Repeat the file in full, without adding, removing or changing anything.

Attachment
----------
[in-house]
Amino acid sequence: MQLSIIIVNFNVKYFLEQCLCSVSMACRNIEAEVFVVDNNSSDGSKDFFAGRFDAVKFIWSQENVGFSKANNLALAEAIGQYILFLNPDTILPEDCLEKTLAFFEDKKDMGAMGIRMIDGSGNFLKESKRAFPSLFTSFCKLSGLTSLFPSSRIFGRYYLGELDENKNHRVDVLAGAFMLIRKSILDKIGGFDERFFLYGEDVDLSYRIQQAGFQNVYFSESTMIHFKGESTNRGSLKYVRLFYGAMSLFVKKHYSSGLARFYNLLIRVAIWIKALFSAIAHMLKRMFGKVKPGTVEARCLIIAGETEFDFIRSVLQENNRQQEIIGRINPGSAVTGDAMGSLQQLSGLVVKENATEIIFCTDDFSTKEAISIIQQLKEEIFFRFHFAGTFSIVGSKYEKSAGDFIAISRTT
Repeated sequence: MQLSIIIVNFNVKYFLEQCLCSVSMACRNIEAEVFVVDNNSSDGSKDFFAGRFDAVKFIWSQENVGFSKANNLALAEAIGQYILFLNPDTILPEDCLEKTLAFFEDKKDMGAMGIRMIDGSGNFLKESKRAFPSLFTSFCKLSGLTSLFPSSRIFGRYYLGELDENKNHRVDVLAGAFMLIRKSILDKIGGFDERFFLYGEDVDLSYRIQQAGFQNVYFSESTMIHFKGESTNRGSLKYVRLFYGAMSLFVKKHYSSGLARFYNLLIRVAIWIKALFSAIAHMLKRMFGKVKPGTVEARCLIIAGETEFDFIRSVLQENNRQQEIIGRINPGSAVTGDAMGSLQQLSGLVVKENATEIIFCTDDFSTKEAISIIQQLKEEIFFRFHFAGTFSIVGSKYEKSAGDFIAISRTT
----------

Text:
[in-house]
Amino acid sequence: MQLSIIIVNFNVKYFLEQCLCSVSMACRNIEAEVFVVDNNSSDGSKDFFAGRFDAVKFIWSQENVGFSKANNLALAEAIGQYILFLNPDTILPEDCLEKTLAFFEDKKDMGAMGIRMIDGSGNFLKESKRAFPSLFTSFCKLSGLTSLFPSSRIFGRYYLGELDENKNHRVDVLAGAFMLIRKSILDKIGGFDERFFLYGEDVDLSYRIQQAGFQNVYFSESTMIHFKGESTNRGSLKYVRLFYGAMSLFVKKHYSSGLARFYNLLIRVAIWIKALFSAIAHMLKRMFGKVKPGTVEARCLIIAGETEFDFIRSVLQENNRQQEIIGRINPGSAVTGDAMGSLQQLSGLVVKENATEIIFCTDDFSTKEAISIIQQLKEEIFFRFHFAGTFSIVGSKYEKSAGDFIAISRTT
Repeated sequence: MQLSIIIVNFNVKYFLEQCLCSVSMACRNIEAEVFVVDNNSSDGSKDFFAGRFDAVKFIWSQENVGFSKANNLALAEAIGQYILFLNPDTILPEDCLEKTLAFFEDKKDMGAMGIRMIDGSGNFLKESKRAFPSLFTSFCKLSGLTSLFPSSRIFGRYYLGELDENKNHRVDVLAGAFMLIRKSILDKIGGFDERFFLYGEDVDLSYRIQQAGFQNVYFSESTMIHFKGESTNRGSLKYVRLFYGAMSLFVKKHYSSGLARFYNLLIRVAIWIKALFSAIAHMLKRMFGKVKPGTVEARCLIIAGETEFDFIRSVLQENNRQQEIIGRINPGSAVTGDAMGSLQQLSGLVVKENATEIIFCTDDFSTKEAISIIQQLKEEIFFRFHFAGTFSIVGSKYEKSAGDFIAISRTT